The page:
Shedding [b]Light was a multidisciplinary, urban analysis, and planning proposal containing adaptive design and policy strategies to reuse vacant land in New Orleans, Louisiana. The purpose of the project was to guide the transformation of abandoned landscapes and properties into resources for the current and future city. The plan uses a scalable, incremental framework that addresses many dimensions of vacancy in New Orleans. It proposes a system of community hubs that are rapidly deployed, first in target neighborhoods, and then strategically sited in vacancy contexts throughout the city.
Vacancy in New Orleans has many dimensions, each occurring at different physical and chronological scales. Programmatically, each community hub is equipped to deliver a range of socially, culturally, and ecologically essential services. From health clinics to solar arrays, laundromats to job training sites, each hub’s programming fills existing gaps in community function and grows civic capacity to respond to anticipated demographic and ecological shifts throughout New Orleans.
Central to the plan’s adaptability is an emphasis on porches and light. Familiar and inexpensive, modular porches replace vacancy with a unified sidewalk edge or communal gathering spot, swapping out the forbidding tangle of trash and weeds for a vernacular public realm. Corresponding adjustments to city ordinances and land use regulations will provide the regulatory support to transform the community hubs from isolated oases in the city’s fabric of vacancy to a catalytic network of flexible, community defined spaces for New Orleans’ next 50 years...and beyond.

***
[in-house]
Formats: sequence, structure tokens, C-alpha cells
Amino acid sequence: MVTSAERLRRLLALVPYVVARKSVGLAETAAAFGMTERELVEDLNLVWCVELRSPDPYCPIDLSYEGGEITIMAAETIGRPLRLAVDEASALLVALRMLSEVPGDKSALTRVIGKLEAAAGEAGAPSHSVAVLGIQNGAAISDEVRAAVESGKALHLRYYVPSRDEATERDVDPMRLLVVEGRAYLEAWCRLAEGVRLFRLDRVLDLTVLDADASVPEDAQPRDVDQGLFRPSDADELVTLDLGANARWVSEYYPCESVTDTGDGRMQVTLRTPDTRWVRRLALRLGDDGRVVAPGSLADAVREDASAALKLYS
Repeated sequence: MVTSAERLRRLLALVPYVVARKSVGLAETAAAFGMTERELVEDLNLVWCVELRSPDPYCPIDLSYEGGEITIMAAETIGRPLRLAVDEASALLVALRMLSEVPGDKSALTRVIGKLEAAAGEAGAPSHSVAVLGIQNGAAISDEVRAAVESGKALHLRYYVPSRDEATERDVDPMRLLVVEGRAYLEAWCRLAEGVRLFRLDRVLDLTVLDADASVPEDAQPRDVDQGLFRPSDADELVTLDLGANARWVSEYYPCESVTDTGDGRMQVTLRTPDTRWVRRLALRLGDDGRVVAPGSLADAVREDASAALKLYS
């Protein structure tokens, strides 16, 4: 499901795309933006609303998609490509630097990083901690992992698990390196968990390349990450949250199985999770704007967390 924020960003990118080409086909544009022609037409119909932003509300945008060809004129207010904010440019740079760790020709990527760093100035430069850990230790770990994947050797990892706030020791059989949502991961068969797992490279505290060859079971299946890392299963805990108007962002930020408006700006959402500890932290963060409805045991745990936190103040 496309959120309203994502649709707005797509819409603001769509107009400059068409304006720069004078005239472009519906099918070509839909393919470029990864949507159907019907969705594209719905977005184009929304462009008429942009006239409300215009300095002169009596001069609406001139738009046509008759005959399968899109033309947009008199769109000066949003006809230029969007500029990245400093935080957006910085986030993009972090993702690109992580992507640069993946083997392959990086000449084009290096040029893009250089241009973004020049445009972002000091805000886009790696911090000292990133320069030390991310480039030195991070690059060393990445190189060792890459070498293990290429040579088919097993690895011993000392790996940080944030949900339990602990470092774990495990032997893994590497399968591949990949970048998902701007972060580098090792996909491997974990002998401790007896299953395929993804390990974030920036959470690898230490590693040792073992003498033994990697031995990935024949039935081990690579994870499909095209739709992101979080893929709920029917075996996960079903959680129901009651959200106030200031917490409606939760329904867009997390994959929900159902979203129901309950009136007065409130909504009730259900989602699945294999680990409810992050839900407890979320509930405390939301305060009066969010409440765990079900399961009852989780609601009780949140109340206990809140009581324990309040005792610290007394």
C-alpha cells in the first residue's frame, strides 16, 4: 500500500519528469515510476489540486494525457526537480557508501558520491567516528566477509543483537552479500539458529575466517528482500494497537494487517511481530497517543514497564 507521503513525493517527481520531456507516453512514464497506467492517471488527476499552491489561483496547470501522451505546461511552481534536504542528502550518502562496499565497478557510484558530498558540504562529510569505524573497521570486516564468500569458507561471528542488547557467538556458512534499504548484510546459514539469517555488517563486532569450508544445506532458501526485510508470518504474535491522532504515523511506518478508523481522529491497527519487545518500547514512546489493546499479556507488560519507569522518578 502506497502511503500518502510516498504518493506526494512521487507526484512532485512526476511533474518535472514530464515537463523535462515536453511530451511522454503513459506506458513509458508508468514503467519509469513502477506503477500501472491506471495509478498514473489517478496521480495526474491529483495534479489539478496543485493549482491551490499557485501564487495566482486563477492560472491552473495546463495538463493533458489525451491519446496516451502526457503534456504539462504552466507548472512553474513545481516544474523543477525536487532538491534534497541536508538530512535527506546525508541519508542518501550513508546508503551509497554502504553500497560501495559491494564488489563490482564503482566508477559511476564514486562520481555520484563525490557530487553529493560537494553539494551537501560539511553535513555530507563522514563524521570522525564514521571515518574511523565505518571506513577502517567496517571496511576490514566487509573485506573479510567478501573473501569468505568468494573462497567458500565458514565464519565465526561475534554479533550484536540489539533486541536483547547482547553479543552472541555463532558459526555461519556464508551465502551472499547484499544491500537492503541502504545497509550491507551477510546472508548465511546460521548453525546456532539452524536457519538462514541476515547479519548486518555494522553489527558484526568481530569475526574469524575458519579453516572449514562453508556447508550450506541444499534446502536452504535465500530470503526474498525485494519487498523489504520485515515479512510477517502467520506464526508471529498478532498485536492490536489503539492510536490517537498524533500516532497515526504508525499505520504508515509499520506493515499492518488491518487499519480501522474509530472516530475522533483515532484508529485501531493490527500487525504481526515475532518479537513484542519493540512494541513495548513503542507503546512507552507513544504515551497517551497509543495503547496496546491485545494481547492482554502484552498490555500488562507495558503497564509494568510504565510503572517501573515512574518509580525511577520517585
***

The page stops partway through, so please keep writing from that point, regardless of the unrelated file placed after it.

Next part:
Shedding [b]Light was developed by a diverse team with expertise in landscape architecture, architecture, urban design, urban planning, policy, and community development. With a focus on rigorous analyses and stakeholder engagement best practices, the team forecast changes in density, demand, and climate over the next half-century in New Orleans, and tackled the social, economic, and ecological challenges underlying reuse of the most prevalent types of vacant land in the city. The project team produced implementable, replicable solutions that agencies can apply to specific vacancy and abandonment issues citywide, and can help catalyze change in shrinking cities around the world.
Award of Excellence: Analysis and Planning
ASLA North Carolina | 2015